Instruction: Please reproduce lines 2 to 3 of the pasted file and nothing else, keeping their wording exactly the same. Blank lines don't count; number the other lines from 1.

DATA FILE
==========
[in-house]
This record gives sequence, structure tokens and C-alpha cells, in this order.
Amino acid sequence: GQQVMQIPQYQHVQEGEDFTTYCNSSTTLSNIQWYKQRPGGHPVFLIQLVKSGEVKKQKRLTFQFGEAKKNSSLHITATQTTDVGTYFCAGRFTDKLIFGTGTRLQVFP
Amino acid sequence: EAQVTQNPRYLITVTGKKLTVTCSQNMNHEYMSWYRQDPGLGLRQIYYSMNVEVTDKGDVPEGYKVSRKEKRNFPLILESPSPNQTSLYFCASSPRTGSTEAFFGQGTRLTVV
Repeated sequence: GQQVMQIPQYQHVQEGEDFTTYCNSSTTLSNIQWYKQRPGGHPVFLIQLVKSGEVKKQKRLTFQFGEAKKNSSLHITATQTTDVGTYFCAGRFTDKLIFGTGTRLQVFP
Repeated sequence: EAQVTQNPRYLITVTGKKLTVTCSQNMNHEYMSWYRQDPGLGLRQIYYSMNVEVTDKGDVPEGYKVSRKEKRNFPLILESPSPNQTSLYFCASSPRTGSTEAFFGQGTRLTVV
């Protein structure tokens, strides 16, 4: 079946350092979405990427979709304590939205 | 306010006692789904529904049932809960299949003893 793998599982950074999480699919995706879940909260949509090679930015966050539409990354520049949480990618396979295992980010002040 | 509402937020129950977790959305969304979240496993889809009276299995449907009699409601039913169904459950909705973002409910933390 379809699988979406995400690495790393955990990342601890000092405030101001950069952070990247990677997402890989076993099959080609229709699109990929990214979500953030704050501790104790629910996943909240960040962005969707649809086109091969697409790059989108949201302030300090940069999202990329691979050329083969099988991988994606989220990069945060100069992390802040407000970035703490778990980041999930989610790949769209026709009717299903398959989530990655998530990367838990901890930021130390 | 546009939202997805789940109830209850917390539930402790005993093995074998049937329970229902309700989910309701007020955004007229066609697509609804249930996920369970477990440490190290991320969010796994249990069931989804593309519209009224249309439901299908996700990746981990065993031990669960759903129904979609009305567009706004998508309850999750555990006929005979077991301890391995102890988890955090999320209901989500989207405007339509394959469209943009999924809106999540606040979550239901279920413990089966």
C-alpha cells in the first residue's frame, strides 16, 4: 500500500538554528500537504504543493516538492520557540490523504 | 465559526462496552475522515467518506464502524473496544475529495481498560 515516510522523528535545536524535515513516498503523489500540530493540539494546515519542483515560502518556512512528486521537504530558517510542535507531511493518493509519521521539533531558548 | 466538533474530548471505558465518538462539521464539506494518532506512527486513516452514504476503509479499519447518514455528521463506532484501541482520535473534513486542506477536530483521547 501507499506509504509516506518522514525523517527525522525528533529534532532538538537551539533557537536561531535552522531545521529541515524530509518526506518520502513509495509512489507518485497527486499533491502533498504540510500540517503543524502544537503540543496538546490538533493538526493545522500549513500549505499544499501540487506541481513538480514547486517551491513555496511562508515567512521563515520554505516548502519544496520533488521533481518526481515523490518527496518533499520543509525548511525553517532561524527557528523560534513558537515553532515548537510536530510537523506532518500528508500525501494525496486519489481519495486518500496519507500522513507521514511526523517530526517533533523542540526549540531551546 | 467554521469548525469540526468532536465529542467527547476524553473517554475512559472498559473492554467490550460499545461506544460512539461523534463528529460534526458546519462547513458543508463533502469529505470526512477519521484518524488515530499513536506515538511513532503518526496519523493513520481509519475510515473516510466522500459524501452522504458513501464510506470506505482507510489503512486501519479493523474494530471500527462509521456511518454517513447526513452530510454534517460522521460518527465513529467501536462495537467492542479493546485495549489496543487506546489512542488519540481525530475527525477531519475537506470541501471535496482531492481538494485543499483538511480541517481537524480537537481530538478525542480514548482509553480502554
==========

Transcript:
This record gives sequence, structure tokens and C-alpha cells, in this order.
Amino acid sequence: GQQVMQIPQYQHVQEGEDFTTYCNSSTTLSNIQWYKQRPGGHPVFLIQLVKSGEVKKQKRLTFQFGEAKKNSSLHITATQTTDVGTYFCAGRFTDKLIFGTGTRLQVFP